Touch, I remember Touch: How do Ornamental forms feel? Sensational affective embodied thought.

“Bending over a curled shadowy thing, like a sibyl reading a prophecy” David Esterly from The Lost Carving: A Journey To The Heart of Making.

 

I am currently going through images of Grinling Gibbons carvings and other intricate ornamental forms, and making drawings. Beyond the obvious representational aspect, what are the forms doing to the viewer (or should I say the ‘feeler’). Ornamental form is emotional and tactile. I experience ornamental or so called non-objective forms as a visceral language that speaks to body, to deep touch sensation and inner body sensations. When I look at Baroque, folk or Rococo ornament or arabesques and Eastern ornament I hear sound, feel movement, touch, texture, a kind of poetry of touch, inside my body.

Intricate ornamental forms pull me in. What is it that one feels, where feeling is physical, psychic, bodily, affective? Getting beyond what appears to be being represented, flowers, birds, petals, objects. The form reaches out and grasps us, our body. There is a dark furtive fertile fecundity to these carvings. It is their movements, harmonies and flows that I find so ‘moving’. A kind of dark genius of controlling energies, forces and flows.

In The Language of Ornament by David Trilling, he speaks of ornament as an art of intense if elaborately veiled emotion, and he says that the expressive power of form is a message to which we should be open. Ornament communicates primarily through its form, not what is appears to ‘represent’. Ornament carries emotions and moves us. Trilling says ‘ornament is not just a way of creating but a way of seeing’. Or maybe he should have said a way of ‘feeling’. To me ornament is a way of seeing, thinking and feeling and understanding my world, my body and my identity.

Many see these carvings and so called ornament in general, as superficial decoration. The powerful residues of Modernist and Classical modes of seeing would seem to dictate that ornamental forms like these are invariably seen as effusive and ‘over the top’. But I see something dark and shadowy in these Grinling Gibbons carvings and in certain other ornamental forms. A mystery of the energy of life, its movements, emergence, decay, loss, transformation, and of erotic touching, of secrets and some kind of yearning.

The West has a long history of disdaining what it perceives as lack of moderation, especially in ‘Oriental’ arts, giving it names such as horror vacui. Not being able to distinguish figure from ground, and ‘all over pattern’ has always seemed to cause much consternation. But instead of narrative or representative clarity, ornamental forms offer us intensity, complexity, intricacy, ambiguity and mystery, harmonies that resolve and dissolve, leading us on a ceaseless journey of movements that are visceral and affective.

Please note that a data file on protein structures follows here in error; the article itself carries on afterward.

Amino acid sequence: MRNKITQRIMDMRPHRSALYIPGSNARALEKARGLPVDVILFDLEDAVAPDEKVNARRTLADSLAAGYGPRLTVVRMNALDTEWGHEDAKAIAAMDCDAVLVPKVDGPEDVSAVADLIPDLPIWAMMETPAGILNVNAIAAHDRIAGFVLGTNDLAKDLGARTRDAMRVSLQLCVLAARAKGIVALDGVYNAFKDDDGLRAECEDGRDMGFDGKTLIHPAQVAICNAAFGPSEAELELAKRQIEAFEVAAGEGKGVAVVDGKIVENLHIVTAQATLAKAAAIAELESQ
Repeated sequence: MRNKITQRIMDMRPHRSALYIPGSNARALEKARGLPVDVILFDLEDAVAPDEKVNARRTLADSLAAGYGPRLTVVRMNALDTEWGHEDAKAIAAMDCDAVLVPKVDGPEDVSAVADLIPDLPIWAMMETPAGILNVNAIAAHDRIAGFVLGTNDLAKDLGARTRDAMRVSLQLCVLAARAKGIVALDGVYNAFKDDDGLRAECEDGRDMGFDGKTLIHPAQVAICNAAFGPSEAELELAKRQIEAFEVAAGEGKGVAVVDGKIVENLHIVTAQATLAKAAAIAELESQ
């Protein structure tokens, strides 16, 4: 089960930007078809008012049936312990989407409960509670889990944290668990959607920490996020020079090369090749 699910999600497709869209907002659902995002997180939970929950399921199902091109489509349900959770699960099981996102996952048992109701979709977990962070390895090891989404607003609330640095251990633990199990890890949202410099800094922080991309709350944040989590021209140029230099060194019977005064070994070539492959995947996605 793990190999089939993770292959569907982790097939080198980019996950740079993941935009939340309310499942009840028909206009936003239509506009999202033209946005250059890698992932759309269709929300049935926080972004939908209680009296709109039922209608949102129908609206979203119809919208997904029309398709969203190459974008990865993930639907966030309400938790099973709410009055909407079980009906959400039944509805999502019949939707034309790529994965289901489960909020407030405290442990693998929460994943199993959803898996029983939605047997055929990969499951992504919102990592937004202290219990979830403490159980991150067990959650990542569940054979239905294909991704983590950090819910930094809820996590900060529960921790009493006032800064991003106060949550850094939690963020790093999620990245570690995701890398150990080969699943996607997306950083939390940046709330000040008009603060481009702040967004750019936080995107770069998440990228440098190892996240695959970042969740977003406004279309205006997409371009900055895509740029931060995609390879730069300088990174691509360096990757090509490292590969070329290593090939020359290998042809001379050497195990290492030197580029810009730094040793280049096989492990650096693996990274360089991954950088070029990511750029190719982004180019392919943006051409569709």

Absence of the human figure or human presence in ornament and overwhelming intricate detail, distracts many from seeing what is really there in ornament. There is the unspoken principle in Western art that the human presence is the ‘true and proper subject for art’ as Trilling says. But in ornament the human presence is the human body itself, and the haptic and tactile experience of the world via the body. This experience often leads you out of your body, beyond the body, to reach other realms beyond the narrow confines of the representational.

The haptic tactile forms of ornament generate a close intimate body sensation, unlike the optical, which keeps the body at a distance. They promote a kind of seeing that is more like touching, less optical and more visceral. Touch is not just skin touch, there is deep touch, deep body sensation, that leads to intimacy, empathy, loss of distance, loss of the boundaries of your body with the world around it. A kind of dissolving and erotic sensation – erotic in the sense of deeply carnal but yet also embodied in the sensations of your mind.

Extended physiological proprioception – EPP, is the ability to feel sensations beyond your body in the things you are touching, as if your nerves extended out of your body into those things. Seeing that is like touching seems to bring the world into your body and take your body out into the world.

Hearing is close to touch. Those vibrations enter your head, sounds stroking the sensitive enervated skin in your inner ear, and your body feels the sounds of vibrations in spaces and volumes inside other bodies and objects. Ornament to me is like sound, musical, vibrating and stroking, stretching and knotting and curling inside you. Like pieces of melodies, physical melodies.

Elaborating our environment through ornament, drawing, patterning, arranging forms, sets up an atmosphere, a charisma, a charged atmosphere of comprehension and sensation between the viewer, the object, and their body. Space and time are altered as one goes into a trance like mode of feeling and touching and following the forms and lines of the carvings.

So ornament for me, is this kind of carnal, incarnated transference of experience from one body to another – so affective and dissolving – fleshy and transcendent at the same time – of the body and beyond it. Ornament in my work is the touch of the hand marking down those sensations of the body in the mind.

 

In a song called Touch by Daft Punk (Random Access Memories), seeing just isn’t enough for the artificial intelligence.

‘Touch, I remember touch. Touch – I need something more in my mind – I remember touch. Pictures came with touch. Sweet touch, you’ve given me too much too feel. You’ve almost convinced me I am real’

 

 

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